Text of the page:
Wednesday, August 27, 2008


When standing in line for Hillary Clinton's confab for all her delegates at about 1:30 pm this afternoon, we got to spend some time with Clinton delegates from Tennessee and to ask them if "all was well" in their neck of the woods, in rural Tennessee.

Barbara Brown, above, is from Clarksville, TN, and she had spent seven years in Blacksburg, VA.

Her breakfast cereal was ruined somewhat this morning when the Clinton caucus for her delegation met.

They were discussing voting for Hillary and one of the Clinton whips announced "after much soul-searching," that she was voting for Obama.

The Whip had been in Clinton meetings to discuss the roll call vote and the Whip decided it was "the right thing to do."

So I asked, "and how tempered was the delegation's response?"

"It was more like a firing squad," Barbara said. The whip was ousted in a parliamentary gallop.

Apparently, when the next whip climbed into the saddle, a male whip, he committed a gaffe as well. "He" overlooked and failed to recognize a female delegate who had her hand raised, " Barbara said. It was obvious to everyone. "The oversight was compounded by the fact," Barbara said, "that he recognized a male delegate to speak instead."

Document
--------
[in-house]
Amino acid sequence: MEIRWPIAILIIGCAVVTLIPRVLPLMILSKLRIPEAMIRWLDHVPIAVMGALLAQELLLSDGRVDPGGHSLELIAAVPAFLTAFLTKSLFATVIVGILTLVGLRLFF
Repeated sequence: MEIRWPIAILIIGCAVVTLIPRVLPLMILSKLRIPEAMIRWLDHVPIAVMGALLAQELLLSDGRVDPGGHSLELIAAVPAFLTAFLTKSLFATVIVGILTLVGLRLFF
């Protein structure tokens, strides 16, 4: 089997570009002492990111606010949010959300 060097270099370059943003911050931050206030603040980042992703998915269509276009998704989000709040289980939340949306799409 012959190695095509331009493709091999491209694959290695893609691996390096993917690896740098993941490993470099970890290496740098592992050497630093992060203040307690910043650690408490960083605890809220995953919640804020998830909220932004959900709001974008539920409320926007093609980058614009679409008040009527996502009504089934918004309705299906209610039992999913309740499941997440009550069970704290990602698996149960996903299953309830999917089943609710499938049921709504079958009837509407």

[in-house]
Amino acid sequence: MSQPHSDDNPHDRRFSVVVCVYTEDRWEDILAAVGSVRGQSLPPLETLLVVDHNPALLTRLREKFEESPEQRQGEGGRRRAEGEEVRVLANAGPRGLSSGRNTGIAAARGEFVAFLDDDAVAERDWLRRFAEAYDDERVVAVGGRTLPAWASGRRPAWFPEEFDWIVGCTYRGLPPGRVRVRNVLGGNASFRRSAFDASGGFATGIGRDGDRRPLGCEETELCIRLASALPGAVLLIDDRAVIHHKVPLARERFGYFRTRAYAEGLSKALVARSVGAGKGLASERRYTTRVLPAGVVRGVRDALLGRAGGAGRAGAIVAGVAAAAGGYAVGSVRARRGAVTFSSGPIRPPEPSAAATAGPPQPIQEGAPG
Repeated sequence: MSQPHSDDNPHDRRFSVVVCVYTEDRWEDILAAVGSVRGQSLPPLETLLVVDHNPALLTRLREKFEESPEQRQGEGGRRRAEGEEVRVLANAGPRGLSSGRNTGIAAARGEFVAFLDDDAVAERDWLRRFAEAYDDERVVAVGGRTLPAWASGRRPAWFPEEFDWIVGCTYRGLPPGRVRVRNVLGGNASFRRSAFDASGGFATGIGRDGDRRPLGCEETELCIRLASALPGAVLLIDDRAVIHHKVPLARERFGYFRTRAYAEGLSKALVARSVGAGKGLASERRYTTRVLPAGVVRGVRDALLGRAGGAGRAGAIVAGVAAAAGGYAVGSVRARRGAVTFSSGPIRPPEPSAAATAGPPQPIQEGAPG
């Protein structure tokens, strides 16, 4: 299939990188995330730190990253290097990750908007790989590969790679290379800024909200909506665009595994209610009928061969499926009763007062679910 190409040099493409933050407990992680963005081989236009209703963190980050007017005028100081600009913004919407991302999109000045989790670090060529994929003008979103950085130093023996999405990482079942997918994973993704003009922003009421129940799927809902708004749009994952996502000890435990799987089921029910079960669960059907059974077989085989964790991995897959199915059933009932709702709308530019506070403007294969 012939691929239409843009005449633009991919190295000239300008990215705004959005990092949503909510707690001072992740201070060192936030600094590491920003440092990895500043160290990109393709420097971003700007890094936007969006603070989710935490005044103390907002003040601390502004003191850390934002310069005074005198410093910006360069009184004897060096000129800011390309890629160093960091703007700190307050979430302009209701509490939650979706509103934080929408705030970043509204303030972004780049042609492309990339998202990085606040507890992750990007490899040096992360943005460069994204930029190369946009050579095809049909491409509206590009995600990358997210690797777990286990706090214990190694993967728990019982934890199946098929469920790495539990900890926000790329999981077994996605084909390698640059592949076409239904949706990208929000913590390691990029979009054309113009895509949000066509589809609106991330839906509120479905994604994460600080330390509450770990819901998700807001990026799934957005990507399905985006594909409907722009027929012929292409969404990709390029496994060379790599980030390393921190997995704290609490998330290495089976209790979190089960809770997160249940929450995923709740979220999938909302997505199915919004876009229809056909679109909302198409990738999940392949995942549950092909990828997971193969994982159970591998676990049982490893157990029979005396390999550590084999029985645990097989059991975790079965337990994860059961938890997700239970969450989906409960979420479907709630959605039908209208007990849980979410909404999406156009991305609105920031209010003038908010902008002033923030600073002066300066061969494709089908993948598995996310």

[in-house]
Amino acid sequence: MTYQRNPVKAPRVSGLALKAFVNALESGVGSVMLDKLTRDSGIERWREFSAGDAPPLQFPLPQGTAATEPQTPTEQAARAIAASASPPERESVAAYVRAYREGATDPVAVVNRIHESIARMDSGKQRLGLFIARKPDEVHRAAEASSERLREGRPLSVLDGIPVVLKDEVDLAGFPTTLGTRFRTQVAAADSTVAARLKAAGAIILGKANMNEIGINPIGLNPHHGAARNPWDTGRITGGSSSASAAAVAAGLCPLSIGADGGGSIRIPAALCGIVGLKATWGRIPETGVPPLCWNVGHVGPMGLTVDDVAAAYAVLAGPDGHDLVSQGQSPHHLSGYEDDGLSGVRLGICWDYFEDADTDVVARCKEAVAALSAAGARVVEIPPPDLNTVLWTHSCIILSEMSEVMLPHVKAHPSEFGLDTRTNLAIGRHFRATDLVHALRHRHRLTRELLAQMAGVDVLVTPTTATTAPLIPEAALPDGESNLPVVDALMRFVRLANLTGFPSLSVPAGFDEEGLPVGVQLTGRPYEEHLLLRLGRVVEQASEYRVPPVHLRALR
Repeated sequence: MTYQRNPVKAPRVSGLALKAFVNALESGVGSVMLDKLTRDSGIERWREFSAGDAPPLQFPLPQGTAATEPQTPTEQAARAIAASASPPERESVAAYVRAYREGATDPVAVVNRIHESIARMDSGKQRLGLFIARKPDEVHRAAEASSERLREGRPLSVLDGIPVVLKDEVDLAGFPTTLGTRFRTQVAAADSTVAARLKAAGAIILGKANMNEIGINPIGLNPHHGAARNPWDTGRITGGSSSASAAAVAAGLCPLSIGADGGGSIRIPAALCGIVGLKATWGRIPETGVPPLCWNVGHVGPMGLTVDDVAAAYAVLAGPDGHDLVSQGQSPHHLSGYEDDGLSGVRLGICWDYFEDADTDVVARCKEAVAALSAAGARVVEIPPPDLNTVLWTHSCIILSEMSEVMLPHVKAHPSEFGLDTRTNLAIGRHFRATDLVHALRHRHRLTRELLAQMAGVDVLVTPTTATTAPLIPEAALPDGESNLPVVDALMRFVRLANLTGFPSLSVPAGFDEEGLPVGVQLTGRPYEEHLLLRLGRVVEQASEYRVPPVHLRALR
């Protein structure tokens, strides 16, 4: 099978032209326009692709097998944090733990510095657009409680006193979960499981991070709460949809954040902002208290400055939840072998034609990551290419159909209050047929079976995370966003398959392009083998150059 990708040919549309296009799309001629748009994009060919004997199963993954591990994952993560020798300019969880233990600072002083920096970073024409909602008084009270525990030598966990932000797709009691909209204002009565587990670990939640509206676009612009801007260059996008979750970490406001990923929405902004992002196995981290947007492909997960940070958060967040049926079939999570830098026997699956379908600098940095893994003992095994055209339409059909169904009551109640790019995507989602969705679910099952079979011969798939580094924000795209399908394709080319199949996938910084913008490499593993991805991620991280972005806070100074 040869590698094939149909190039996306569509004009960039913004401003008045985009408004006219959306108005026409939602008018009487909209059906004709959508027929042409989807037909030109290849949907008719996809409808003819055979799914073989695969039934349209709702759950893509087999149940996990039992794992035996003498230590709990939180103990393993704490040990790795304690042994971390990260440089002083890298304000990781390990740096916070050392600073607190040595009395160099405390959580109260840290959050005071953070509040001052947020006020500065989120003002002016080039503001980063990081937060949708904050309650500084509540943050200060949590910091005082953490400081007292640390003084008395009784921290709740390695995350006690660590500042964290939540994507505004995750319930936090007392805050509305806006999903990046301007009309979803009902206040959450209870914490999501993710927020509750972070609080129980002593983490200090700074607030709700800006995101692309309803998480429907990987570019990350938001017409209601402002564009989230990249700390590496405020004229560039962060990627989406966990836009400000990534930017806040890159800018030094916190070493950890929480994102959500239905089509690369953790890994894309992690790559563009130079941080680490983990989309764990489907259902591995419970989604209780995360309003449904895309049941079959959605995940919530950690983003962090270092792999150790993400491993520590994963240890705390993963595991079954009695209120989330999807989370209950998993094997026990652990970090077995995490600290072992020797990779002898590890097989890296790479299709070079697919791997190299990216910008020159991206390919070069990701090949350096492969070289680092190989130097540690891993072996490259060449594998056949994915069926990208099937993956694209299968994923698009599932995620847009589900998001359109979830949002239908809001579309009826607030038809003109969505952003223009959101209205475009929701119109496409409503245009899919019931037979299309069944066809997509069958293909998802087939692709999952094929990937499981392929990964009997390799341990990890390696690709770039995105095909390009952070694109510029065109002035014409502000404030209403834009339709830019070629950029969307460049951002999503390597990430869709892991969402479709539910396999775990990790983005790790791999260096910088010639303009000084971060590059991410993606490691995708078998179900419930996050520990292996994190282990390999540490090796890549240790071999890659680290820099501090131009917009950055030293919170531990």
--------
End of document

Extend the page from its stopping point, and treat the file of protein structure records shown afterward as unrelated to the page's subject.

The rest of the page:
David Harper who was right there listening to Barbara and said, "That's why we were for Hillary, to stop that kind of bias against women."

David is from Lafayette (and don't say it like that famous frenchman's name, you know the one who has a square out in front of the White House, if you don't want to get slapped up side the head).

"We're going to have to try much harder," David said, "to carry down-ticket candidates this Fall." He said this was critical in his state's rural areas. "We have a strategy for that," David said, "and we're hopeful we'll be able to pull that off, but it's not going to be easy."

Barbara complained that Obama is "out of touch" and out of sight - as he hasn't been back to Tennessee. By comparison, Barbara said, former Rep. Harold Ford, takes on every redneck coffee shop; by the time Harold leaves, they want to support him and give him money. He can talk to the people. Obama has written off Tennessee. He has to do the same thing."

"Hillary had a lot of support," Barbara said, " and "it would have been different if Hillary had been the nominee or the VP."

J. Flannery

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